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Saturday, February 28, 2009

Cutting a Wide Angel Bevel on the Miter Saw

This studio project that I've been working on has presented many opportunities for me to learn new skills and use new tools. The basic room was fairly normal, but on top of the finished walls I built acoustical baffles that basically covered every wall throughout the recording space. In addition, many of them were installed at weird angles so that no major surfaces were parallel to each other.

The baffles were 2x4 frames that had sturdy acoustical insulation hung inside (so it can swing freely) and then we covered the frames with acoustical fabric. (Seriously, this stuff is not cheap!) After all the baffles were built and secured to the walls, we covered them with wood slats, alternating soft pine and harder red oak. The goal was not to just absorb all of the sound, but rather to control it better.
Here's a picture:

It's hard to see in the picture, but the corner pieces are slightly angled to cut off the corners of the room, and hopefully eliminate 'bass traps'. It looks great, but when it came time to finish the trim, we realized that the correct angle to make the piece fit perfectly was 60 degrees. My compound miter saw, like most, will only go to around 50 or so unless you hold the board perpendicular to it, which is difficult and dangerous when you're talking about a bevel cut.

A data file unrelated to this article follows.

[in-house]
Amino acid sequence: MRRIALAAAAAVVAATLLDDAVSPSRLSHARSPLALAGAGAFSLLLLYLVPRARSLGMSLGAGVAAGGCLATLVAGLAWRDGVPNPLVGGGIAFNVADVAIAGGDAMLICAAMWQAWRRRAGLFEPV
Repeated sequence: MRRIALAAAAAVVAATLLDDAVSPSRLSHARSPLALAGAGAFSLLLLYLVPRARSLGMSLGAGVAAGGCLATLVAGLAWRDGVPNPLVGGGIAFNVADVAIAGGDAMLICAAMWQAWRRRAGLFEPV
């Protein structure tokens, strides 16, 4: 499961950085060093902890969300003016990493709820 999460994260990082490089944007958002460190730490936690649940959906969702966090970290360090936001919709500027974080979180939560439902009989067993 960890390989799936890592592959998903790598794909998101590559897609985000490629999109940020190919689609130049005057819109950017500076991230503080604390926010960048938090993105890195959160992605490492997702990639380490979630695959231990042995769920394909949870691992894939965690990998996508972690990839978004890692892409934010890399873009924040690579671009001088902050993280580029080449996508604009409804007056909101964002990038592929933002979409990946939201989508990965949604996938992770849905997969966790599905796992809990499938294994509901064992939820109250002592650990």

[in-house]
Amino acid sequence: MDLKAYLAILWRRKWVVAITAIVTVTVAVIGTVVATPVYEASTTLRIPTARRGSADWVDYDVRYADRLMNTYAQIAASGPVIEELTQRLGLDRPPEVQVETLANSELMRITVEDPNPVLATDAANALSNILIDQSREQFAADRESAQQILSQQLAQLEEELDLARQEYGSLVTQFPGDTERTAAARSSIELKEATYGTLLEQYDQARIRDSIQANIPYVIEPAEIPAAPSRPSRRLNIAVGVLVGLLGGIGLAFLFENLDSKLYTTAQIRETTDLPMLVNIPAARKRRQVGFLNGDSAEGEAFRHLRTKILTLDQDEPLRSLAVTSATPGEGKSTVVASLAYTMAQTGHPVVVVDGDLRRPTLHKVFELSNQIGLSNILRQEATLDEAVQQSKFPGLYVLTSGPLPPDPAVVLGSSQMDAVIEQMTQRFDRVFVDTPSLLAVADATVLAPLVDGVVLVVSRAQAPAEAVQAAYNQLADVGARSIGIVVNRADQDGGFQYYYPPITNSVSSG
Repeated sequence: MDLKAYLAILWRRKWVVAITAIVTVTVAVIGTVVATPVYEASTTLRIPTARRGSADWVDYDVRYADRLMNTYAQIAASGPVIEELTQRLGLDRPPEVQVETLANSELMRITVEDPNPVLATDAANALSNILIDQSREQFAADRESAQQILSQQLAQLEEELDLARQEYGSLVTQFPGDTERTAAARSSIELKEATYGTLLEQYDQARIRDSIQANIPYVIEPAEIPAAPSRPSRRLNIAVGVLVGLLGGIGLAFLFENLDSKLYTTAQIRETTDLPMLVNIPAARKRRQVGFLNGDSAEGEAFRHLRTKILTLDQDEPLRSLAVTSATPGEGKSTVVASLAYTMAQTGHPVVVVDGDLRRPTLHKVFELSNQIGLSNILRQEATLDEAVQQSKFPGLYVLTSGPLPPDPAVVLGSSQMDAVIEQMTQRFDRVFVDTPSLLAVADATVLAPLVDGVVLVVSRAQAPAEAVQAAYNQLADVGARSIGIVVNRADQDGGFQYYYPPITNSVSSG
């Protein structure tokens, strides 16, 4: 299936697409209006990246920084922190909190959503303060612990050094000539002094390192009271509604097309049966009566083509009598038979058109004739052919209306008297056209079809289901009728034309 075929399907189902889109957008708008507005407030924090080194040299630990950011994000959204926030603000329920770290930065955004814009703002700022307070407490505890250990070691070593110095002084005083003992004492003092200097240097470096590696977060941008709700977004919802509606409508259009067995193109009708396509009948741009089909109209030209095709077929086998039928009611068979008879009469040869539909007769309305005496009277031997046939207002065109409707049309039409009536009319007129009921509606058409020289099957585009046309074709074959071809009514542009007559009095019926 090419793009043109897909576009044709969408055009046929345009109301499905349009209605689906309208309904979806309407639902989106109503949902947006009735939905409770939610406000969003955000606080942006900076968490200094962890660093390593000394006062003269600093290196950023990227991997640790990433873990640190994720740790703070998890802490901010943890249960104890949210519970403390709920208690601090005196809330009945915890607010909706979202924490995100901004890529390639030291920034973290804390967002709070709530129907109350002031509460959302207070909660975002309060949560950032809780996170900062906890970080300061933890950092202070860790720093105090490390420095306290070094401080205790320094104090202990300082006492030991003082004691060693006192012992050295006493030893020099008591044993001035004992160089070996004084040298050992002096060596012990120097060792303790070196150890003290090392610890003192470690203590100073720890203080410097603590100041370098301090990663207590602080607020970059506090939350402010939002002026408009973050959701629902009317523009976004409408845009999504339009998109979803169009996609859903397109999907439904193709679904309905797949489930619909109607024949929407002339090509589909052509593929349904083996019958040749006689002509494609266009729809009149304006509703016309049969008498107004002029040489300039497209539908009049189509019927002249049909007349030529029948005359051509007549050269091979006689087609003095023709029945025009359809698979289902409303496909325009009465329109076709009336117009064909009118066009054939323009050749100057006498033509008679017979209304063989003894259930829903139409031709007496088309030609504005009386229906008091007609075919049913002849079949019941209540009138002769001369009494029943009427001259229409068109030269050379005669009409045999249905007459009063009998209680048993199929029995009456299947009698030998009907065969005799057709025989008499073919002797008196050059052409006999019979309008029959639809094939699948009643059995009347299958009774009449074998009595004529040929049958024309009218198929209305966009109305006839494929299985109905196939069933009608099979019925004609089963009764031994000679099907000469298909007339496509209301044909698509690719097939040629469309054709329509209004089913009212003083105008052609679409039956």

After much thought, we came up with a solution that actually worked well. I made a jig that holds the board at a 15 degree angle to the saw. That way, we can bevel at 45 degrees and end up with the 60 degree angle that we needed. Here's the jig that we dubbed the 'sailboat' because it looked like a toy boat or something:

It even worked for cutting boards that were 8 foot long or more, if I had someone hold the other end for me. Of course some cuts weren't as accurate as I would have liked, but in the end, it looked really sharp.

Another wall needed an even wider angle and I was worried that we might be out of luck. However, we were able to add a higher piece to our boat, a.k.a. the 'sail', and it worked fine, although it was really pushing my saw to the max!

TIP: For cutting wide angles across the face of the boards (not a bevel cut) I was able to temporarily screw another piece on the side of the board so that there would be more width at the end to square against the saw's fence. The worked great and I had a lot of these to cut once we got to the higher baffles where the surface angled as well as the ceiling. The main thing to remember is to think things through completely before you cut. Otherwise, you might be doing it again!


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